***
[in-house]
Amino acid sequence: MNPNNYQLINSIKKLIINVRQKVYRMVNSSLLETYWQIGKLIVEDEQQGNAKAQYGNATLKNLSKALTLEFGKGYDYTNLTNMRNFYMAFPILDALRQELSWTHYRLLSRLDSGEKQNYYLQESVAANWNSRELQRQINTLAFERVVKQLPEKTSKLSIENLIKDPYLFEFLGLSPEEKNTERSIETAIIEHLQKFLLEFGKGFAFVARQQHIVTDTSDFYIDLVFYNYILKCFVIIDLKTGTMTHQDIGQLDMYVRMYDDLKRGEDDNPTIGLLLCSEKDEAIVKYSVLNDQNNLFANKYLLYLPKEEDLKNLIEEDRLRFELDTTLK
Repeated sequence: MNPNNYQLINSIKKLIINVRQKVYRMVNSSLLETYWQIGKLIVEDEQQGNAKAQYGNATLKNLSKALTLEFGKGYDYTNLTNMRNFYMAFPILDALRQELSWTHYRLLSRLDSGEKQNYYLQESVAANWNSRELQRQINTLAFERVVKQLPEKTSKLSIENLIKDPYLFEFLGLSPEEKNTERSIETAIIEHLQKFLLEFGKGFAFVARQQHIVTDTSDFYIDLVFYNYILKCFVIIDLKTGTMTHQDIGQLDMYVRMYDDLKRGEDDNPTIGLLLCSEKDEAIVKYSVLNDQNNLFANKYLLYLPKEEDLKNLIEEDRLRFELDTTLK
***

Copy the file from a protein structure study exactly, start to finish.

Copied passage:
[in-house]
Amino acid sequence: MNPNNYQLINSIKKLIINVRQKVYRMVNSSLLETYWQIGKLIVEDEQQGNAKAQYGNATLKNLSKALTLEFGKGYDYTNLTNMRNFYMAFPILDALRQELSWTHYRLLSRLDSGEKQNYYLQESVAANWNSRELQRQINTLAFERVVKQLPEKTSKLSIENLIKDPYLFEFLGLSPEEKNTERSIETAIIEHLQKFLLEFGKGFAFVARQQHIVTDTSDFYIDLVFYNYILKCFVIIDLKTGTMTHQDIGQLDMYVRMYDDLKRGEDDNPTIGLLLCSEKDEAIVKYSVLNDQNNLFANKYLLYLPKEEDLKNLIEEDRLRFELDTTLK
Repeated sequence: MNPNNYQLINSIKKLIINVRQKVYRMVNSSLLETYWQIGKLIVEDEQQGNAKAQYGNATLKNLSKALTLEFGKGYDYTNLTNMRNFYMAFPILDALRQELSWTHYRLLSRLDSGEKQNYYLQESVAANWNSRELQRQINTLAFERVVKQLPEKTSKLSIENLIKDPYLFEFLGLSPEEKNTERSIETAIIEHLQKFLLEFGKGFAFVARQQHIVTDTSDFYIDLVFYNYILKCFVIIDLKTGTMTHQDIGQLDMYVRMYDDLKRGEDDNPTIGLLLCSEKDEAIVKYSVLNDQNNLFANKYLLYLPKEEDLKNLIEEDRLRFELDTTLK